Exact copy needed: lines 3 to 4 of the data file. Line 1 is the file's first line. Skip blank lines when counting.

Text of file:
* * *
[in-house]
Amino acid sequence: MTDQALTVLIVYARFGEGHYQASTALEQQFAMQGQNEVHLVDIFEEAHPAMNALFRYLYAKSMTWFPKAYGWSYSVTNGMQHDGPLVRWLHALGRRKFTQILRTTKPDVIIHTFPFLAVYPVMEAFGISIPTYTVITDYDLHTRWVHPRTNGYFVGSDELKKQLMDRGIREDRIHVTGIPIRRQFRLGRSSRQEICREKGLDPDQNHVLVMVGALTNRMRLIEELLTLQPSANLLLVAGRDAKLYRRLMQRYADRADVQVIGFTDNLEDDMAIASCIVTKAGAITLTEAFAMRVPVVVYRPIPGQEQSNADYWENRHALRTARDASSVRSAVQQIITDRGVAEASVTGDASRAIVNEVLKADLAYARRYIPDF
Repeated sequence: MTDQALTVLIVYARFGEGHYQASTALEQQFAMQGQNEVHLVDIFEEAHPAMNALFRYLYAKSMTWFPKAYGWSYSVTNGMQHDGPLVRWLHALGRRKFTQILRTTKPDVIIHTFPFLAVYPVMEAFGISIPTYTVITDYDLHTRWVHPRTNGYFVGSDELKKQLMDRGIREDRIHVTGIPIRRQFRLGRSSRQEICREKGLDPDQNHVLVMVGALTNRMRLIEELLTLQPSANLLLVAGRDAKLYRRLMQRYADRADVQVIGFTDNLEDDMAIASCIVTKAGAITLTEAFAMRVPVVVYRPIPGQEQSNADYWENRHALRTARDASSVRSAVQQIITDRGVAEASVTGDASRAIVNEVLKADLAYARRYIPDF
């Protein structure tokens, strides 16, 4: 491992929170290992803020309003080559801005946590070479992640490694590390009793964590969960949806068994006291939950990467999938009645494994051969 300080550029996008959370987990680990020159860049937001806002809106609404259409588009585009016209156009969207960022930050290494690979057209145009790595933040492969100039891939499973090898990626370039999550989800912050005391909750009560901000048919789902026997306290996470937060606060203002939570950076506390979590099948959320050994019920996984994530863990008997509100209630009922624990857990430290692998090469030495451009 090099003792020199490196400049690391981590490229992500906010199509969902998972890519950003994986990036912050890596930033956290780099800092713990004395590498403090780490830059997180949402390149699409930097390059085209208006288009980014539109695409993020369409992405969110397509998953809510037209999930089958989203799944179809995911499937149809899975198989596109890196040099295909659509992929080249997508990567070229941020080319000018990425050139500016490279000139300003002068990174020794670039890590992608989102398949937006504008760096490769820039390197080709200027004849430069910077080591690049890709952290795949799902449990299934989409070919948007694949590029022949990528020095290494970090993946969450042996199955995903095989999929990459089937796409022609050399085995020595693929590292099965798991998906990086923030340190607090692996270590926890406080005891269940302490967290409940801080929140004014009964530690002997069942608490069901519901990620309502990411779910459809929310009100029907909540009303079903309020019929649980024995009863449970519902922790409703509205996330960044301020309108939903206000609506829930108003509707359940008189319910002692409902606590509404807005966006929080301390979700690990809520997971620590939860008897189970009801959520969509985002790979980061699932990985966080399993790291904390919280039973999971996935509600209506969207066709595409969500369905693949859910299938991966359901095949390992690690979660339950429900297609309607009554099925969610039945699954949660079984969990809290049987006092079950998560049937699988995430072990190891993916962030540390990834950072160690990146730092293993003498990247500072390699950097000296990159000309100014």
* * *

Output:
Repeated sequence: MTDQALTVLIVYARFGEGHYQASTALEQQFAMQGQNEVHLVDIFEEAHPAMNALFRYLYAKSMTWFPKAYGWSYSVTNGMQHDGPLVRWLHALGRRKFTQILRTTKPDVIIHTFPFLAVYPVMEAFGISIPTYTVITDYDLHTRWVHPRTNGYFVGSDELKKQLMDRGIREDRIHVTGIPIRRQFRLGRSSRQEICREKGLDPDQNHVLVMVGALTNRMRLIEELLTLQPSANLLLVAGRDAKLYRRLMQRYADRADVQVIGFTDNLEDDMAIASCIVTKAGAITLTEAFAMRVPVVVYRPIPGQEQSNADYWENRHALRTARDASSVRSAVQQIITDRGVAEASVTGDASRAIVNEVLKADLAYARRYIPDF
């Protein structure tokens, strides 16, 4: 491992929170290992803020309003080559801005946590070479992640490694590390009793964590969960949806068994006291939950990467999938009645494994051969 300080550029996008959370987990680990020159860049937001806002809106609404259409588009585009016209156009969207960022930050290494690979057209145009790595933040492969100039891939499973090898990626370039999550989800912050005391909750009560901000048919789902026997306290996470937060606060203002939570950076506390979590099948959320050994019920996984994530863990008997509100209630009922624990857990430290692998090469030495451009 090099003792020199490196400049690391981590490229992500906010199509969902998972890519950003994986990036912050890596930033956290780099800092713990004395590498403090780490830059997180949402390149699409930097390059085209208006288009980014539109695409993020369409992405969110397509998953809510037209999930089958989203799944179809995911499937149809899975198989596109890196040099295909659509992929080249997508990567070229941020080319000018990425050139500016490279000139300003002068990174020794670039890590992608989102398949937006504008760096490769820039390197080709200027004849430069910077080591690049890709952290795949799902449990299934989409070919948007694949590029022949990528020095290494970090993946969450042996199955995903095989999929990459089937796409022609050399085995020595693929590292099965798991998906990086923030340190607090692996270590926890406080005891269940302490967290409940801080929140004014009964530690002997069942608490069901519901990620309502990411779910459809929310009100029907909540009303079903309020019929649980024995009863449970519902922790409703509205996330960044301020309108939903206000609506829930108003509707359940008189319910002692409902606590509404807005966006929080301390979700690990809520997971620590939860008897189970009801959520969509985002790979980061699932990985966080399993790291904390919280039973999971996935509600209506969207066709595409969500369905693949859910299938991966359901095949390992690690979660339950429900297609309607009554099925969610039945699954949660079984969990809290049987006092079950998560049937699988995430072990190891993916962030540390990834950072160690990146730092293993003498990247500072390699950097000296990159000309100014």